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Impotence

As many as one third of patients with impotence have a definable endocrine abnormality. Most of these disorders involve the hypothalamic-pituitary-testicular (HPT) axis. Gonadotrophin releasing hormone (GnRH) stimulates synthesis and release of follicle stimulating hormone (FSH) and luteinizing hormone (LH). The main effect of FSH is on spermatogenesis. LH stimulates the synthesis of testosterone, which in turn suppresses LH secretion.

Measurement of early morning serum FSH, LH, and testosterone provides sufficient information for the classification of most patients with impairment of the HPT axis. Primary testicular failure is associated with increased FSH and LH and low or low-normal testosterone. Testicular failure secondary to hypothalamic or pituitary lesions is associated with low serum FSH, LH, and testosterone levels. Chronic systemic diseases such as renal failure, cirrhosis, and malnutrition are often associated with low levels of testosterone and normal levels of FSH and LH. Disorders of the HPT axis account for 75% of the endocrine causes of impotence.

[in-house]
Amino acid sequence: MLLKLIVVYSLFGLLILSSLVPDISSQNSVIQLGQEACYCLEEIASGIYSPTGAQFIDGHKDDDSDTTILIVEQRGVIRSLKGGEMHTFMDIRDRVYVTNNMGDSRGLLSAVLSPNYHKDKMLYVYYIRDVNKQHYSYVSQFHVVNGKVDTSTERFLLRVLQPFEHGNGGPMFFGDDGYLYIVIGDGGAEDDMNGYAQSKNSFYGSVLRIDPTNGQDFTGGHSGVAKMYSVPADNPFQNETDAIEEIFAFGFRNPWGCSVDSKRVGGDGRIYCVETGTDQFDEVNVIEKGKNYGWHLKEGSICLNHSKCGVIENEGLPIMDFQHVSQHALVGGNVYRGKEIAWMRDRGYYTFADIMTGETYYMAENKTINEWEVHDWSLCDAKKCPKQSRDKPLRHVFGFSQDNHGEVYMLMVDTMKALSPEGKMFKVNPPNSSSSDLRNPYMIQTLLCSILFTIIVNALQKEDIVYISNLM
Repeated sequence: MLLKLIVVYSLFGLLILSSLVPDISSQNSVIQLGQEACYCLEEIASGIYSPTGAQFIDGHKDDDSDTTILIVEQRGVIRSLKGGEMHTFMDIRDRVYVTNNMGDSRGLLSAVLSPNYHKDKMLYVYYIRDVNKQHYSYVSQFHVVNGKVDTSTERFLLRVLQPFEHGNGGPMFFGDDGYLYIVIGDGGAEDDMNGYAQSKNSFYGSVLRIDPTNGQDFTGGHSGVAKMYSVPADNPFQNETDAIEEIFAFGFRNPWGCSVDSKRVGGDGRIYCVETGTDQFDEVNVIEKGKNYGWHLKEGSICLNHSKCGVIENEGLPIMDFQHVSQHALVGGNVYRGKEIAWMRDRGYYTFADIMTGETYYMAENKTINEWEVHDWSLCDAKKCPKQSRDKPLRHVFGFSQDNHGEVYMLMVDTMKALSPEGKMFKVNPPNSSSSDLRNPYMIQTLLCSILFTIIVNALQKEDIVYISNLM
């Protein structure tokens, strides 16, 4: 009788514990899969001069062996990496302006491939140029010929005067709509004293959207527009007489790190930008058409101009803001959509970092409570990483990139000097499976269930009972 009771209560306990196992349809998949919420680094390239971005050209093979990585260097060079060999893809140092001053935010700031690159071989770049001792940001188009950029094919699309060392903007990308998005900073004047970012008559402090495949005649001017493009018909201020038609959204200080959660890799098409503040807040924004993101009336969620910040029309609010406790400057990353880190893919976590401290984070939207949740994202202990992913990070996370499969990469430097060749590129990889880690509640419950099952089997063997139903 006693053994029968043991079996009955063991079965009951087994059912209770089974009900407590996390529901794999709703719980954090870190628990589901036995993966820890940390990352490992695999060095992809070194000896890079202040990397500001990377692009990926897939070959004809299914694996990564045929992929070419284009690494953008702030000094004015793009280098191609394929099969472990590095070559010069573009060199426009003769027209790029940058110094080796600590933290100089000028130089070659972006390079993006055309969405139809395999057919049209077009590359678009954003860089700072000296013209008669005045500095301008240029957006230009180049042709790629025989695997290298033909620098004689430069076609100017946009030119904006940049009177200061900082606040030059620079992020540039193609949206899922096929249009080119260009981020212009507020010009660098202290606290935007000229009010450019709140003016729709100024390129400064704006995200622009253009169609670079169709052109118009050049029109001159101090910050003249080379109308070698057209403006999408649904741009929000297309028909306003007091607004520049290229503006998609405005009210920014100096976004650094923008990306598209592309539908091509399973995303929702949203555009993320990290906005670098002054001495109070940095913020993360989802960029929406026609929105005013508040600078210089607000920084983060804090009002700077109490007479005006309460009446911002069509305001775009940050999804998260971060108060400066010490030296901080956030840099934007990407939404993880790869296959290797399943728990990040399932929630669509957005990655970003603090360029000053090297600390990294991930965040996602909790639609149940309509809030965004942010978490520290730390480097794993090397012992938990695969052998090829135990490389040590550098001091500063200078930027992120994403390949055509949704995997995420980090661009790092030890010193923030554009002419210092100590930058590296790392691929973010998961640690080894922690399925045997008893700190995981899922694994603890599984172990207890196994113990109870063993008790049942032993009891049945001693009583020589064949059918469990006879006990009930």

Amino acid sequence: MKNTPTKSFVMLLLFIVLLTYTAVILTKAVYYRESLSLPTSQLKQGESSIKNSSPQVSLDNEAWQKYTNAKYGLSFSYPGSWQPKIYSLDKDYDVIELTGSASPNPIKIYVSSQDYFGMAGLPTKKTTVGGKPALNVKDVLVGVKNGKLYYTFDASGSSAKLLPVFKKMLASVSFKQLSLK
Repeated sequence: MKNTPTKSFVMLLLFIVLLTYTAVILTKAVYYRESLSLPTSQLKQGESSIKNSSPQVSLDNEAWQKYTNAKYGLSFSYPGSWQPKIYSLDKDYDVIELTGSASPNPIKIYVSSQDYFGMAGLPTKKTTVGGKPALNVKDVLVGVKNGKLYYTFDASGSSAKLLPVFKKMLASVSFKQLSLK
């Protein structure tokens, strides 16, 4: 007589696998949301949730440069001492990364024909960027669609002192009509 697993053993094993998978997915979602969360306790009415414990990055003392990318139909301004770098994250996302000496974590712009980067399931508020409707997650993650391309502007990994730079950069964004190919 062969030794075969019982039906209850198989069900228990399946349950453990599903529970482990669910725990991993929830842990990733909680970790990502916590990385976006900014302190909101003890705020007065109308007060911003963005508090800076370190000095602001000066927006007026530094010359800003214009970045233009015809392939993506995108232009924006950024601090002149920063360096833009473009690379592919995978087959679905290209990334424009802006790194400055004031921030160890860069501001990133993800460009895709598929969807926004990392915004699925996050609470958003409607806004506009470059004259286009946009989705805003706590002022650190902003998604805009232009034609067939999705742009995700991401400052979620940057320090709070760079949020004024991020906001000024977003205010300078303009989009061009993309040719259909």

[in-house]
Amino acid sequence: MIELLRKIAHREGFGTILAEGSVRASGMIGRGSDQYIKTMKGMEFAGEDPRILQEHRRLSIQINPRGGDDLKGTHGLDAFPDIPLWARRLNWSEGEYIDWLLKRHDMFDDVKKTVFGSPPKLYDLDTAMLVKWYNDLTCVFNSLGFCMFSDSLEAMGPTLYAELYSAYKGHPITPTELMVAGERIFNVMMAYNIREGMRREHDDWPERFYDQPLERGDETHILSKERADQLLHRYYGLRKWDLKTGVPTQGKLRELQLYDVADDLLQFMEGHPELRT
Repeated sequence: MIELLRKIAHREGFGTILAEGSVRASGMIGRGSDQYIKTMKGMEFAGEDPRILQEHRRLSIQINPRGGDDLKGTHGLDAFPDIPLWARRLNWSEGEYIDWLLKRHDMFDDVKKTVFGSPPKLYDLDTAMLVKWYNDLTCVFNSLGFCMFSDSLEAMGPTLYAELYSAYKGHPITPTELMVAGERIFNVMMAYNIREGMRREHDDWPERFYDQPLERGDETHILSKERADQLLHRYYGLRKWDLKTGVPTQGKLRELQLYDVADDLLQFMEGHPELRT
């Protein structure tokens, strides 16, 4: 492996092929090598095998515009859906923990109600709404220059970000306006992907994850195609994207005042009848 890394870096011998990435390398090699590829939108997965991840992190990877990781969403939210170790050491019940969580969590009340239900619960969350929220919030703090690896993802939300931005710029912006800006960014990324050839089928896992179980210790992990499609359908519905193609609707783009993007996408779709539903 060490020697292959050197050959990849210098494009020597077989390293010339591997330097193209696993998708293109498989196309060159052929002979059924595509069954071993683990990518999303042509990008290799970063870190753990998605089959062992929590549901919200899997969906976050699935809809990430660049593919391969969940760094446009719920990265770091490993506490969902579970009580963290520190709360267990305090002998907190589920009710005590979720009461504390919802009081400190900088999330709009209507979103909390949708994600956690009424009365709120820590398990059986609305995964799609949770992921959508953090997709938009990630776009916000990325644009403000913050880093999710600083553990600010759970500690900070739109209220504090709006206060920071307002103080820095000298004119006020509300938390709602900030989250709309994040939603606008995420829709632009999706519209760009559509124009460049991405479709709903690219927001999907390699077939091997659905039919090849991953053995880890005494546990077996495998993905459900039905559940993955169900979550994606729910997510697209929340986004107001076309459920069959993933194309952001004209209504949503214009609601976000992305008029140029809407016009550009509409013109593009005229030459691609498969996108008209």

The remaining 25% of cases of endocrine impotence are usually related to hypthyroidism and/or hyperprolactinemia. Prolactin excess is associated with prolactin secreting tumors of the pituitary; with many drugs including aldomet, cimetidine, estrogens, opiates, and tricyclic antidepressants; and with primary hypothyroidism where the excess thyrotropin releasing hormone stimulates both TSH and prolactin secretion. Prolactin inhibits FSH and LH release with the subsequent failure of testosterone production. Measurement of serum TSH and prolactin, in addition to FSH, LH, and testosterone, will identify these patients.

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